Costs were already rising for UK farmers before Russia invaded Ukraine. Now they are rocketing. By Tim Price.

The world is at war! Don’t think just because Ukraine is far away from New Zealand that the horrendous atrocity there will not affect you. It can and will.

War in Europe is massively disrupting world food and energy markets and threatening the viability of high-input farming systems – not least the United Kingdom dairy industry.

Based on a high-input fertiliser and concentrate feed model, requiring high yields to pay loans, rents, wages and mounting environmental costs, Britain’s dairy farms were already struggling to break even before Russia invaded Ukraine.

Fast-rising fertiliser prices (doubled), feed (up a third) and energy prices, (up 30%) coupled with high environmental protection costs and a liquid milk market controlled by supermarkets are keeping losses inevitable despite increased dairy prices. Labour is also in short supply with East Europeans no longer available to fill UK farming jobs, which are unpopular with the local population.

Add to the mix the aftershocks from the UK leaving the European Union – Brexit – including phasing out production-related subsidies, labour shortages, and the collapse of dairy exports to the EU and the scale of woes is all too apparent.

Future UK farm support will be in the form of payments for environmental enhancement. Delivered through the Environment Land Management Scheme, the new system will reward farmers for protecting wildlife. It does not support food production.

However, it’s the attitude of a government fixated on net-zero emissions and seemingly impervious to food production and security which worries dairy farmers most. After failing to persuade the government to take action to avoid production cuts by stabilising input costs, National Farmers Union president Minette Batters said: “This is the most serious situation for food production since the Second World War and while we have legislation about tree planting – there’s not even a commitment on ensuring domestic food production.”

Milk prices are pushing beyond 40p/litre but that’s not enough to cover higher costs. Dairy companies are also preparing shoppers for retail increases between 30 and 50% over the next 18 months. Traditionally, farmers receive only a fraction of any increase in supermarket prices.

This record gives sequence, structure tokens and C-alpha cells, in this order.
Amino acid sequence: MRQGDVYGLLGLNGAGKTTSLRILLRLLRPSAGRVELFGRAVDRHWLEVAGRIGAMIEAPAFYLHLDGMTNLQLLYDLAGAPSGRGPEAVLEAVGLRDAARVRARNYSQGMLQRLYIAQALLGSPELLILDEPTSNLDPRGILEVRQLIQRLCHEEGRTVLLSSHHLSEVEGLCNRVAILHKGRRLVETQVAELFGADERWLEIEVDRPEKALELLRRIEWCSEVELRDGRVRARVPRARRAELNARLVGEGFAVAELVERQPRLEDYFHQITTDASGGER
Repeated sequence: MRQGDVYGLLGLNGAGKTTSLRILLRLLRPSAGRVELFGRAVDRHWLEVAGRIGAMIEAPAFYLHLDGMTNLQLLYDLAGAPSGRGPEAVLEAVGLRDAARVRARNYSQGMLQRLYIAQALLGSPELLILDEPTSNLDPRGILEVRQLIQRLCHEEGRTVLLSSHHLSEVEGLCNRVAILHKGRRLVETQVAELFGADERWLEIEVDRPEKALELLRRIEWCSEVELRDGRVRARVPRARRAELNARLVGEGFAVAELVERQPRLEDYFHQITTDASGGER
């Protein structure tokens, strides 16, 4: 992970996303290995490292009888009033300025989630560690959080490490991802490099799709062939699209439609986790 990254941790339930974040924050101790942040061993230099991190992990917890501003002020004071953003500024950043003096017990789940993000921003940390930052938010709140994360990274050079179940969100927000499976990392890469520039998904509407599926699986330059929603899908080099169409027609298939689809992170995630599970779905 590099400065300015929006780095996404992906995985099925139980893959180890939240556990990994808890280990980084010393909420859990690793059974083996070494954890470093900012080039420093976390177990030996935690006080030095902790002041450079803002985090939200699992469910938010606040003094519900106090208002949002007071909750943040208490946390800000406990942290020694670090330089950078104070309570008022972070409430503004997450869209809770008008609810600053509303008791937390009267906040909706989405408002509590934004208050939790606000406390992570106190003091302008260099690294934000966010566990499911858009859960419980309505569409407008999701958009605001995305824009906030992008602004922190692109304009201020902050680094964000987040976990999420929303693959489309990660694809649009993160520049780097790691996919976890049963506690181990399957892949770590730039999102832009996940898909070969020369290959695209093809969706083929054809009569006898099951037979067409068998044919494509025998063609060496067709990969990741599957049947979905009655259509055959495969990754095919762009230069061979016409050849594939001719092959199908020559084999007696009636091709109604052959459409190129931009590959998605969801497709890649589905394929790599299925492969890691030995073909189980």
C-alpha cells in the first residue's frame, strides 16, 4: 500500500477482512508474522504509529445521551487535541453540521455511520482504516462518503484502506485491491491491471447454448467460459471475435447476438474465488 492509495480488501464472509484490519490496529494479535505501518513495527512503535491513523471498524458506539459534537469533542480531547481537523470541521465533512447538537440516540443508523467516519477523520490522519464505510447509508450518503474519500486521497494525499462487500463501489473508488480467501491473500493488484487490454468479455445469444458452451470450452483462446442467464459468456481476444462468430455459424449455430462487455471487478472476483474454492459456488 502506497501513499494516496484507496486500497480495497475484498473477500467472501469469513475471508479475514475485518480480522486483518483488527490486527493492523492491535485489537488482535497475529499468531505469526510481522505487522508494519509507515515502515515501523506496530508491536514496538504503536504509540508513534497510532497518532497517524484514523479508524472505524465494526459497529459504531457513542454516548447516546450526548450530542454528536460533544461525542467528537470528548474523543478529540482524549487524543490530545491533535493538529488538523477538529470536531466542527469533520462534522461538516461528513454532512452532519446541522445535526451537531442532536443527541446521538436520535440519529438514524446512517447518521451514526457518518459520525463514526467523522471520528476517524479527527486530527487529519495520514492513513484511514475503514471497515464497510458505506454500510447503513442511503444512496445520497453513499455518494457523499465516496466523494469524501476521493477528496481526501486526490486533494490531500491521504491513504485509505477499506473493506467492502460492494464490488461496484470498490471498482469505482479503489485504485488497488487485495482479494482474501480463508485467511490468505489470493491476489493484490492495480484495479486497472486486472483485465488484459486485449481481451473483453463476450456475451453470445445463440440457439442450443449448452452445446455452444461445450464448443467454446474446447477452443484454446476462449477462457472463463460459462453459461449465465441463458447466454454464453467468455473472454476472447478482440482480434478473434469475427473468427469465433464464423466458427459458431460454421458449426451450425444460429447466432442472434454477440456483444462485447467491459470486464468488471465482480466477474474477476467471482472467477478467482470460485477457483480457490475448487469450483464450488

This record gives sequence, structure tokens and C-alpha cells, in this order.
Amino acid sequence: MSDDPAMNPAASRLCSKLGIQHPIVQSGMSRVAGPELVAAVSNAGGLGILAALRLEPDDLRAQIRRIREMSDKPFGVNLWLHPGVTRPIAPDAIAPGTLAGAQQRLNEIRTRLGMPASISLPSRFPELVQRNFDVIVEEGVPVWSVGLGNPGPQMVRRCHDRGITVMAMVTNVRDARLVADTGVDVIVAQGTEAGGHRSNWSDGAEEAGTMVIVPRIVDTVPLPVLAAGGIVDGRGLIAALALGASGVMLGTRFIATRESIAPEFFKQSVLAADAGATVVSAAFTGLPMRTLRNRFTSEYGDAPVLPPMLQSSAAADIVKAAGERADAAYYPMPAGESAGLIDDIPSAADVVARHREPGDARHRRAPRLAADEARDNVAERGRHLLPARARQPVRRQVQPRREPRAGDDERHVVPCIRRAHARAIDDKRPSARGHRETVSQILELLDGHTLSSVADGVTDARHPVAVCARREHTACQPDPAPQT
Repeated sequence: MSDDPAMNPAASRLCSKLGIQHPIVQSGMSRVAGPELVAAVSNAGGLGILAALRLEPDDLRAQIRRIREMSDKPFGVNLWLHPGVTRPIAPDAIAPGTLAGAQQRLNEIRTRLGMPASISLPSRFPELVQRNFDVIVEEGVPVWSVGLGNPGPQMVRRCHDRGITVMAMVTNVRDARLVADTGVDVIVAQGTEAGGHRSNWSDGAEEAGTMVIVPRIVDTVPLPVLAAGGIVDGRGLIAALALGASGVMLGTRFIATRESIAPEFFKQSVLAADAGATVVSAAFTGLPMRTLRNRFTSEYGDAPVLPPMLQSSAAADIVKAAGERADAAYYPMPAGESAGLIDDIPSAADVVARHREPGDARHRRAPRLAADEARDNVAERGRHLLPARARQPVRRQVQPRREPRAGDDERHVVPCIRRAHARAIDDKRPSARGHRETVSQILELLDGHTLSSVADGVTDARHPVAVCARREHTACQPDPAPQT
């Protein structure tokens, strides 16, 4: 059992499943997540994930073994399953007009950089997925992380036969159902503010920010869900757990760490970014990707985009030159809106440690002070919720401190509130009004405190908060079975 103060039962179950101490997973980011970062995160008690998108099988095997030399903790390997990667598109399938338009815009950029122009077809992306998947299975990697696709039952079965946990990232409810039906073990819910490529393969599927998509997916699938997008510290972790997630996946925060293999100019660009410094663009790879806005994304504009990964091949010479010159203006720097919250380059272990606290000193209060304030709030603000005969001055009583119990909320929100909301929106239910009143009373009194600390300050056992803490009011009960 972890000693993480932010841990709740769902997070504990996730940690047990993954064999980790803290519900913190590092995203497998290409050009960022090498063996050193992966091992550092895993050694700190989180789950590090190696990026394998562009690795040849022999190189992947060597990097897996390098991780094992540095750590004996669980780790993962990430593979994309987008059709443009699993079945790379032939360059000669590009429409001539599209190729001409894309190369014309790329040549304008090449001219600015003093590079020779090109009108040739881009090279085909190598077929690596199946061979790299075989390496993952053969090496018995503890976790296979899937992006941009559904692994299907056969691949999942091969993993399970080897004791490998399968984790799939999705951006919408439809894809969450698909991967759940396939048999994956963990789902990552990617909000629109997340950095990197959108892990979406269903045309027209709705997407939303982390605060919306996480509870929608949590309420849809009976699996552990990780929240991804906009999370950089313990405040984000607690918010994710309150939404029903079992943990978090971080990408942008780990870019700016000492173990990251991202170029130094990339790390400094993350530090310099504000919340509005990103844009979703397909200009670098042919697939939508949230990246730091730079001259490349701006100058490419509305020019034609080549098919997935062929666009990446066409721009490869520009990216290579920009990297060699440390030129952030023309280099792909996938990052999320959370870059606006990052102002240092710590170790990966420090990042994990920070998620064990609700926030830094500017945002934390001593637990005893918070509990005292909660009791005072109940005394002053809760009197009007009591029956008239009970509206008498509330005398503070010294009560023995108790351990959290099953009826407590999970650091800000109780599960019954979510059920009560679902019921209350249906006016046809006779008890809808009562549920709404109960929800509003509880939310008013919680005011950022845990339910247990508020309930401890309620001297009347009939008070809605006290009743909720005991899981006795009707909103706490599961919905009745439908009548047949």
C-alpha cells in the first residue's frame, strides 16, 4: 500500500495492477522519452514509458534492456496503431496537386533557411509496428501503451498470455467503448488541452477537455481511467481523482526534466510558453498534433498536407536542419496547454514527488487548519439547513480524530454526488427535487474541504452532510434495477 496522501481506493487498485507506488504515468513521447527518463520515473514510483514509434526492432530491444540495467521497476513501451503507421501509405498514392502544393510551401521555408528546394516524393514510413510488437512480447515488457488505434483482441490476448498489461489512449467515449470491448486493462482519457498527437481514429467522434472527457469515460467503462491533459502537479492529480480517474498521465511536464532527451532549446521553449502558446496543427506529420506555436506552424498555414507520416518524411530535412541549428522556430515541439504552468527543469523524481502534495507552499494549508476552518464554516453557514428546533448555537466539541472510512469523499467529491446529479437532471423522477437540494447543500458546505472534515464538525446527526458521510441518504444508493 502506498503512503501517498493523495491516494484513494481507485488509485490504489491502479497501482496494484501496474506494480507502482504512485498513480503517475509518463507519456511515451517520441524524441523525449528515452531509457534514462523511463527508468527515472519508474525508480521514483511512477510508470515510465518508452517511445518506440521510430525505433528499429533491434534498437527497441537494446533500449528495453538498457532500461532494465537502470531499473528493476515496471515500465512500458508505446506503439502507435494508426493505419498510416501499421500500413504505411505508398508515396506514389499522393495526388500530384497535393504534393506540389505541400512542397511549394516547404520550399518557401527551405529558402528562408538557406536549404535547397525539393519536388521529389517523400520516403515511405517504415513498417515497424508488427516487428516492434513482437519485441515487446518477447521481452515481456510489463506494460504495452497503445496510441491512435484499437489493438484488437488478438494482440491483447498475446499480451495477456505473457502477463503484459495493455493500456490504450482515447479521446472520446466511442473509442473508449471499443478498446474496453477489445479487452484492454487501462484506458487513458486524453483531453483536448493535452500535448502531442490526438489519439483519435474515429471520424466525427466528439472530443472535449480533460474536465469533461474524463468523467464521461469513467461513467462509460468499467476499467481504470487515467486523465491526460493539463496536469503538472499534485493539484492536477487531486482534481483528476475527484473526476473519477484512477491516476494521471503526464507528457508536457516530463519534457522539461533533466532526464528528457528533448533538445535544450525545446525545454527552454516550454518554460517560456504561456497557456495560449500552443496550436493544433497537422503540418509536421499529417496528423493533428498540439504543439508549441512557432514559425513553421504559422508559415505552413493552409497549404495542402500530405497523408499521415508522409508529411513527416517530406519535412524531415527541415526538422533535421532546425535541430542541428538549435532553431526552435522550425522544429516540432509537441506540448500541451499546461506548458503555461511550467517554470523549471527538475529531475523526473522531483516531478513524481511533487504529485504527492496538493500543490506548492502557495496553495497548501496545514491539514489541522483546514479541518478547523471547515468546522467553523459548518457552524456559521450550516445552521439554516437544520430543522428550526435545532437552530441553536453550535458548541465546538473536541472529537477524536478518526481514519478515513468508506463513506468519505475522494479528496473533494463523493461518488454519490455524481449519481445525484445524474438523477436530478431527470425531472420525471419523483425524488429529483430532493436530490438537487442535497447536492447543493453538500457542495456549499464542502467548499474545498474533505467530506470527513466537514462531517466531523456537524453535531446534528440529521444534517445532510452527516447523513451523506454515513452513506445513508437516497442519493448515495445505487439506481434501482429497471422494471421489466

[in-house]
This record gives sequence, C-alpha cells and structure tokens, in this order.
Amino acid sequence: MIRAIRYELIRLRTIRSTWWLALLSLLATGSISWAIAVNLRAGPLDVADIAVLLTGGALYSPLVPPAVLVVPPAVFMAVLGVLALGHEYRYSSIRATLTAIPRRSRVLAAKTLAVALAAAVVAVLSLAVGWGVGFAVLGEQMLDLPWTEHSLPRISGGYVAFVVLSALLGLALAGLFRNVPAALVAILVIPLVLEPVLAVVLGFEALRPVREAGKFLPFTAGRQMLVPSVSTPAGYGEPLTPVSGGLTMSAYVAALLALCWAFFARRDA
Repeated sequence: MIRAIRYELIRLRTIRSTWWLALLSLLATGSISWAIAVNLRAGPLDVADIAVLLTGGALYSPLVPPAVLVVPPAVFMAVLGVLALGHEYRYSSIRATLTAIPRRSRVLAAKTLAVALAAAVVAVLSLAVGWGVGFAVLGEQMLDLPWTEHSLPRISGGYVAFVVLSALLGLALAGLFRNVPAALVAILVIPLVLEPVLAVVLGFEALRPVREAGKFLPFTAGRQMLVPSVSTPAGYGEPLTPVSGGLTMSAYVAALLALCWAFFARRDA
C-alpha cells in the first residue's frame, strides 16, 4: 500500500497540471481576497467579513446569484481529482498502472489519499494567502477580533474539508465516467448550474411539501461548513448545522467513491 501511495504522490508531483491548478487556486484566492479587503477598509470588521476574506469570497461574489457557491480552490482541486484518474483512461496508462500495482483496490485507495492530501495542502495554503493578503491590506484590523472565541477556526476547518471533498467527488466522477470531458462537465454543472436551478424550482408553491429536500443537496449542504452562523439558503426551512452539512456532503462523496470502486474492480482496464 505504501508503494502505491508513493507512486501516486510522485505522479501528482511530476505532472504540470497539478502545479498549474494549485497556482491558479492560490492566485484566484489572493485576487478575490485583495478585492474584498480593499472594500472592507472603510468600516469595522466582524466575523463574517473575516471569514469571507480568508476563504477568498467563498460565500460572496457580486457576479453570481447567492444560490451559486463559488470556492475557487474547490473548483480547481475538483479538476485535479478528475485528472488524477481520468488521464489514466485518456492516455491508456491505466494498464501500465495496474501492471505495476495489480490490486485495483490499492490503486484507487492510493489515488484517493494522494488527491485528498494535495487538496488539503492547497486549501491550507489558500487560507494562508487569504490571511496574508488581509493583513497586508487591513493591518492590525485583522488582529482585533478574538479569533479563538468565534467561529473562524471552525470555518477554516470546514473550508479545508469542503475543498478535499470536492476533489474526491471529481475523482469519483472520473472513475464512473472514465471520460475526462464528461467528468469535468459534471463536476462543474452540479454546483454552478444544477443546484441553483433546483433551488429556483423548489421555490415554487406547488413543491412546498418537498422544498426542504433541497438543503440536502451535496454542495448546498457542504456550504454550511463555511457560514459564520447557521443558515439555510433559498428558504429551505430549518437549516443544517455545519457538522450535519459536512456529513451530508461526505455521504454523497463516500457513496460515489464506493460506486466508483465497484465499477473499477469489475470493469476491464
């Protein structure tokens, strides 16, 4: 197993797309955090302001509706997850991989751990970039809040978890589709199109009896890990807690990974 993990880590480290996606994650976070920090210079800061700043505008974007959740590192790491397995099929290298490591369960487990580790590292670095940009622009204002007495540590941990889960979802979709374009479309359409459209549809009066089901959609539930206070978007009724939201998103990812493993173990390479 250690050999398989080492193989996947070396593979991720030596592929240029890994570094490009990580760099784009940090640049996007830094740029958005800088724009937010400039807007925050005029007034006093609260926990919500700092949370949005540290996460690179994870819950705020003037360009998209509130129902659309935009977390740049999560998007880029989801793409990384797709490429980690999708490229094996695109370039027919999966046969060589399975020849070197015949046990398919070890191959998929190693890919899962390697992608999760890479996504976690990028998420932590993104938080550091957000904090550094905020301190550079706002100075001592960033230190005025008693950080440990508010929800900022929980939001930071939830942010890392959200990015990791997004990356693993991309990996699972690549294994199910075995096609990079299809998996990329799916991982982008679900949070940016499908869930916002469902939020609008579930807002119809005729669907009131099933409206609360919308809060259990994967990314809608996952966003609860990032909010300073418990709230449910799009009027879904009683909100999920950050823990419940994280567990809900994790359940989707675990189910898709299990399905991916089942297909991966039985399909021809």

“Something has to give and if the milk price doesn’t give, then the producers will,” Oxfordshire dairy farmer David Christensen said in a stark assessment of the peril the dairy industry is facing as soaring costs push farm finances into the red.

“Diesel prices have also gone through the roof. Last year I was paying 62p (NZ$1.2) or 63p ($1.25) for the diesel I use in the tractors; the last load I bought was £1.29 ($2.5),” Christensen said. “It’s come back a bit but notwithstanding that, it is a huge increase.”

David, whose family business runs a 1000-strong herd is a member of Arla, Britain’s largest dairy co-operative, which is itself alarmed that milk production has already dropped more than 4% this year.

Surprisingly perhaps, farm land continues to sell for record prices. With a limited supply of good farming land in Britain and little coming to market, there’s a continuing demand from farmers desperate to take on extra land. As a result, prices sit way beyond a level consistent with profitable returns. Grazing land averages NZ$32,549 to NZ$42,771 a hectare, up 10% in 2021, with far higher prices paid for desirable blocks to bulk up existing holdings.

Whether retail price rises will be enough to put herds back in the black remains to be seen. High gas prices look set for the long-term, making generous fertiliser use unviable. In this environment, the money’s on low-geared grass-fed systems with the New Zealand model well-placed for growth. In the short-term, Britain’s dairy farmers are working all-out to maximise grazing and silage crops using fertiliser bought before prices rocketed beyond $1250 a tonne.